Well, at this year’s outing we honestly had to rely as much on lip reading as our sense of hearing to pull these interviews off, and even then it was a thorny situation. This was the case even when they were standing not two feet away. Now that’s a sign of a superior show according to this observer, and a surprisingly very good show at that.
Most of the people we talked to were favorably surprised by the turnout this year as well after they arrived at the show with relatively modest expectations. Seeing so many tight budgets and hearing about most design firms having trimmed their staffs of course yielded expectations of fewer potential attendees traveling to the big Near North Side Chicago building that incidentally once had its own Zip Code, 60654. We left the show with the impression that architects and designers who made the trek came from a wider reach than apparently had been the norm, with plenty from the West Coast and according to reports a very healthy international contingent from Asia and Latin America.
In terms of product introductions, many attendees we talked to seemed to feel that although the number of launches appeared fewer this time around than they remembered seeing in some of the more prosperous years, the new products were in general well thought out, well engineered and imaginative. We also heard over and over again from exhibitors that designers at the show came with live projects they were working on, and that although most of those projects came from renovations there were a fair amount that did involved new building.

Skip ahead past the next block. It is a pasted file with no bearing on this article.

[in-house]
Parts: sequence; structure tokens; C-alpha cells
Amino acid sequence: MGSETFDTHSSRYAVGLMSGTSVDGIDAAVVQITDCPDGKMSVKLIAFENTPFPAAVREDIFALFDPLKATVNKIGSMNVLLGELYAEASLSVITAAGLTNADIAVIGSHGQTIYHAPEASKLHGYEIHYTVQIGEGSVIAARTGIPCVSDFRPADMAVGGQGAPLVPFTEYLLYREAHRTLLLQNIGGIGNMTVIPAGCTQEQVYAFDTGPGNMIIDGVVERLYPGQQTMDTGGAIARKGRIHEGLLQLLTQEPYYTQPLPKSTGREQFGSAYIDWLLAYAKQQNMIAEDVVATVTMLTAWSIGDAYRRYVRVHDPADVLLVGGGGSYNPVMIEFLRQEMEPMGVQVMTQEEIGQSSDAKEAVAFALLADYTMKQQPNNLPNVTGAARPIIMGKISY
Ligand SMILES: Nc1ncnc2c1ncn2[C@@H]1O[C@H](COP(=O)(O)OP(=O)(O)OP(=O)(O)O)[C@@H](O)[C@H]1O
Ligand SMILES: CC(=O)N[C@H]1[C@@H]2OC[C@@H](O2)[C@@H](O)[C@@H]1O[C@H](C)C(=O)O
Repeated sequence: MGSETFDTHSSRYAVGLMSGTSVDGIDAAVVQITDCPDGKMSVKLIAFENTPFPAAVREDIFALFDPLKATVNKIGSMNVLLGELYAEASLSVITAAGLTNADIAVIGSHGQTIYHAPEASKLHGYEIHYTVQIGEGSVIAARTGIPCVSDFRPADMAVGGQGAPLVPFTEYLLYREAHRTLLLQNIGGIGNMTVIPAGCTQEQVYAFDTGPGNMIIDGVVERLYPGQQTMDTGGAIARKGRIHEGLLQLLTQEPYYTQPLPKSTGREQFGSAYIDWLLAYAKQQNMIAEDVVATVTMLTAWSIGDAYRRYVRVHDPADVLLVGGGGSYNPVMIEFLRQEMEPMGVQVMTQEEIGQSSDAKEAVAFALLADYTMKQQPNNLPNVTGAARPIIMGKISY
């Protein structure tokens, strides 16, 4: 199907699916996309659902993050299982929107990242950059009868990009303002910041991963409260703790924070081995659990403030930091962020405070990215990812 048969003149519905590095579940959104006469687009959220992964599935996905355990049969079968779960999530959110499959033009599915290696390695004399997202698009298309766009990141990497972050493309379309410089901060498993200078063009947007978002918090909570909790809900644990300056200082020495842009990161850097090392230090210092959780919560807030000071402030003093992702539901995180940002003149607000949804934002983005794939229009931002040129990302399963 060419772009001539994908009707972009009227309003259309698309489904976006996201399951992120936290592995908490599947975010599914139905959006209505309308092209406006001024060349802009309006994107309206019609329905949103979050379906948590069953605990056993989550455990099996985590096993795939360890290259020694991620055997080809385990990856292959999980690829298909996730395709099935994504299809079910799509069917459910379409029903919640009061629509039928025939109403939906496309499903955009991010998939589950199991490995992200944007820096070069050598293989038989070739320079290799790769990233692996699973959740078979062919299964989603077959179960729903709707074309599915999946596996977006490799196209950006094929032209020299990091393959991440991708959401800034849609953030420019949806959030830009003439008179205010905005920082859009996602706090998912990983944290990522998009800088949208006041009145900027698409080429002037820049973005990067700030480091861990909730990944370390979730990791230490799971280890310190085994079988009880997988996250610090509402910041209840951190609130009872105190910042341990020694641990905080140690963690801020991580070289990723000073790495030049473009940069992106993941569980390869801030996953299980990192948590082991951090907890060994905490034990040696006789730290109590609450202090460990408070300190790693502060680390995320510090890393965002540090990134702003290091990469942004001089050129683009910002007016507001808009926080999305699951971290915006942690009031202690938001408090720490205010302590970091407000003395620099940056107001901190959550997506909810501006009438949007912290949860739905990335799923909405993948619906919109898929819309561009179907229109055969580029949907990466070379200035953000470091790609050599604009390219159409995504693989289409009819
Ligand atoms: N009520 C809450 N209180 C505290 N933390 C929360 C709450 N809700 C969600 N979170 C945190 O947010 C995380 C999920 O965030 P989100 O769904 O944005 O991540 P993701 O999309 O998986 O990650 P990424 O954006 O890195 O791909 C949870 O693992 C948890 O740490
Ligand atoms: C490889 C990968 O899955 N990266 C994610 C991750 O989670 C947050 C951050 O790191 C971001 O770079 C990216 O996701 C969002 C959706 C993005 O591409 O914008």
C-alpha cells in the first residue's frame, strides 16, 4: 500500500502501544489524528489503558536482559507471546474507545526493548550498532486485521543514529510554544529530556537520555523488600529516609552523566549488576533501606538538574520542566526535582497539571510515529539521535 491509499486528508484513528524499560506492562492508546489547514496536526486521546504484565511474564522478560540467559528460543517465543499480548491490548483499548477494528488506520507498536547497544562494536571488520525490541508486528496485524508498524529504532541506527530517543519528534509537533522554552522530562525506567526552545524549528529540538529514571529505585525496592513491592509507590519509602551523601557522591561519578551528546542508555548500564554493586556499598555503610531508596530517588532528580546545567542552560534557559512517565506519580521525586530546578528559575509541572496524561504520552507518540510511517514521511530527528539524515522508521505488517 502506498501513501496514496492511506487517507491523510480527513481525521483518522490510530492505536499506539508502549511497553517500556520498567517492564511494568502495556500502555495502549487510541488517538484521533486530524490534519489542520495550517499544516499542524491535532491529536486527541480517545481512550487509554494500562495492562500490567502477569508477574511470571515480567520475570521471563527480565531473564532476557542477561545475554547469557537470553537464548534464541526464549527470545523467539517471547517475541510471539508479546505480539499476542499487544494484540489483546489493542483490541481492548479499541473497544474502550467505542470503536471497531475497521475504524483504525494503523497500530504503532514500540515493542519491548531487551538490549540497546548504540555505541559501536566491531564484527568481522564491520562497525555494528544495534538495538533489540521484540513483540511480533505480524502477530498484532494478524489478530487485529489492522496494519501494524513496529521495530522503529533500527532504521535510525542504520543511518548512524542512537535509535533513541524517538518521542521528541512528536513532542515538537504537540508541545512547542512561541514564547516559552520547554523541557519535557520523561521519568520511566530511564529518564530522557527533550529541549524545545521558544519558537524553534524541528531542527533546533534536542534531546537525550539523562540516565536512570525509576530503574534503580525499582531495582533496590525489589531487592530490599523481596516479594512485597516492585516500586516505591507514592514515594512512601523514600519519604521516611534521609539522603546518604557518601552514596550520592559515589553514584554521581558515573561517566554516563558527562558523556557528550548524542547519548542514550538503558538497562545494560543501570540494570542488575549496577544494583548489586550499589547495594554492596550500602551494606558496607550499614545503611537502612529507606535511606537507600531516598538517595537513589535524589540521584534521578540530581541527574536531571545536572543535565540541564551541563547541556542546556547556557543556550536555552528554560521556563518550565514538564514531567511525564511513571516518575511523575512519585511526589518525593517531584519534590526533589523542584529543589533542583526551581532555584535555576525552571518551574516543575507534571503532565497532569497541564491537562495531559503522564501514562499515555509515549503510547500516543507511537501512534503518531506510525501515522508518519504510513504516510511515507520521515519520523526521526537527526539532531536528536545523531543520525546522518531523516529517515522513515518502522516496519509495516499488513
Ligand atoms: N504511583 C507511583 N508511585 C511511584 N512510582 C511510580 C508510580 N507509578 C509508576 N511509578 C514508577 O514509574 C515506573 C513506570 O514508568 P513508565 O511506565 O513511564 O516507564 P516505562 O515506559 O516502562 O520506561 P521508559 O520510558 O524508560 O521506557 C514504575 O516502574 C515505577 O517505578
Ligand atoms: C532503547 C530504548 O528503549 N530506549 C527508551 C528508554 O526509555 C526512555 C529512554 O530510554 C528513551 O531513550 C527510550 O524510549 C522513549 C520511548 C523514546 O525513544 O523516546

Multitasking at architectural and design firms seemed to be the order of the day, with lots for long hours. While there certainly is nothing that resembles an abundance of hiring at design firms, we understand that like every segment of the marketplace fewer designers are carrying a larger workload and juggling several and more diverse projects than had been the norm in the “good old” days.
Architectural firms have also become a great deal more global in nature. Not just the big multinationals, but the smaller players are seeking projects in Asia, the Middle East and just about anywhere, relying on new technology more than ever for communication. From what we learned and to no one’s surprise specifiers have turned in a direction that is a great deal more conservative during these difficult economic times. The words we heard mentioned frequently were “timelessness” and “durability” when it came to describing style, design and construction.
As a result, looking at the introductions at this year’s NeoCon we noted a wider range of neutrals with personality and branding being added by virtue of accent colors. Additionally, sustainability appears to be a given to many in the A&D community. The economy has added and subtracted much in every industry in the last several years, with the commercial floor covering industry being no exception. NeoCon was a great place to witness many of these changes, some of which were coming anyway with the economy serving as a vehicle to hurry the process along.
Perhaps one of the most important draws of the show is just the advantage it offers of keeping abreast of not only the newest programs, developments, products and people, but of getting a reading on the twists and turns architectural and design practices are taking, and divining where they’re going to lead us next.